PS-I need to clarify that my father traveled quite a bit with his work, and rarely saw the abuse we went through at the hands of his second wife. People tried to tell him what went on while he was gone, but he never believed them until we children were utterly dysfunctional adults-too late to save us, Pop.
My dad was far from perfect, he could backhand any one of us from across the front seat of our '59 Ford station wagon without any real effort, although physically he was never taller than 5'8". And, as said above, he refused to believe what a monster Dirty Dort was until the damage was done very nearly beyond repair.
BUT. Two years before he died, during a vain attempt to leave Crusty, I loaded a rental truck with some furniture and the kids, and went to L.A. to make a new life. I drove from north Florida, and pulled into my dad's neighbourhood in time to see him hobbling across a parking lot dragging an oxygen canister behind him. I hadn't known he was sick, although the voice in my heart told me to look him up first thing when I got back to L.A. with the kids.
We spent the next two years, his last years, together, reconciling the past with the future embodied in my defiant little Fox. GadsZOOKS, Pop loved that kid!
My dad got my brother and me to sit down one time during those last two years, to tell him everything we were unhappy about from our miserable childhood-today 'they' call them issues-and he sat without flinching or making excuses for everything we went through. At a few of the most horrific points in the evening, he dropped his head into his hands, and moaned "I'm so sorry" over and over. (Later, after he'd died, and his will was read, the first words after the legalese were "I let you kids down, and I am so very sorry.") It was the bravest thing I had ever seen, my Pop sitting there gasping for air while we told him what our childhood had really been like.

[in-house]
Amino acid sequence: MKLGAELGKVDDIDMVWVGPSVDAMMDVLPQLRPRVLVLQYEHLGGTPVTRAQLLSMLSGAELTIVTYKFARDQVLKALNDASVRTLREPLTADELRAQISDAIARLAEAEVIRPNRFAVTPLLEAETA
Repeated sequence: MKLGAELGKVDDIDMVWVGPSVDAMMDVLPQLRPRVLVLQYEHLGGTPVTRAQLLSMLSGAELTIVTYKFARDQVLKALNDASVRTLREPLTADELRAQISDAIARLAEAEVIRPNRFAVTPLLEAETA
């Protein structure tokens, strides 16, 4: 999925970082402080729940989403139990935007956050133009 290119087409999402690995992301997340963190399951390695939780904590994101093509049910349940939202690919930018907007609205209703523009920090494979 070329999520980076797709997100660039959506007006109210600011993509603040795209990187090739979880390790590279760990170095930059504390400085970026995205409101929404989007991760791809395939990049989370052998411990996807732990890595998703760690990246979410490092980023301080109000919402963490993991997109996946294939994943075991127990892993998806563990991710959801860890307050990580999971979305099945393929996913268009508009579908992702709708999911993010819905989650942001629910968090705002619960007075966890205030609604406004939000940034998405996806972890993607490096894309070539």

Pop taught us to fly airplanes, and drive speedboats, how to shoot, hunt, plant, plow, troubleshoot a broken piece of machinery, and "Jerry-rig" (a phrase he picked up in the Army during WWII referring to the way Jerry, or the Germans, could rig up the most ingenious things with which to kill the Allies...) He taught us how to jump out of airplanes, too, although I gravely disappointed him when, on my maiden jump, after all that training, I got to the point where I was to go, looked out of the hatch, and thought "Not now, not ever" and told the pilot I would ride the bird down with him.
Most importantly, my dad taught me not to judge people by the colour of their skin, or religion, or national origin-even though the Germans shot the bejeebers out him regularly, and he'd more Purple Hearts in a box than I thought one guy needed...
My dad, oh God help me, I can't stop crying, My Dad, when Gov. Wallace was shot, was so patient with me while he explained, in response to my shameful expression of gladness that the man who stood in the door had got back a little of his own, that even George Wallace was a man who needed compassion, and that I should never ever be glad someone had been shot or worse, killed.
What a strange night this is for me. My father died 20 years ago tomorrow night in Los Angeles' Cigna Hospital ICCU.
Last night the co-worker who'd got another fired lost her son to a gunshot to the head.
I know none of the details. I dislike this woman yet tonight I wish I could hold her as she weeps for her murdered son, and try to comfort her shattered heart.
I am Fox'sMom. All I want right now is to hear his voice.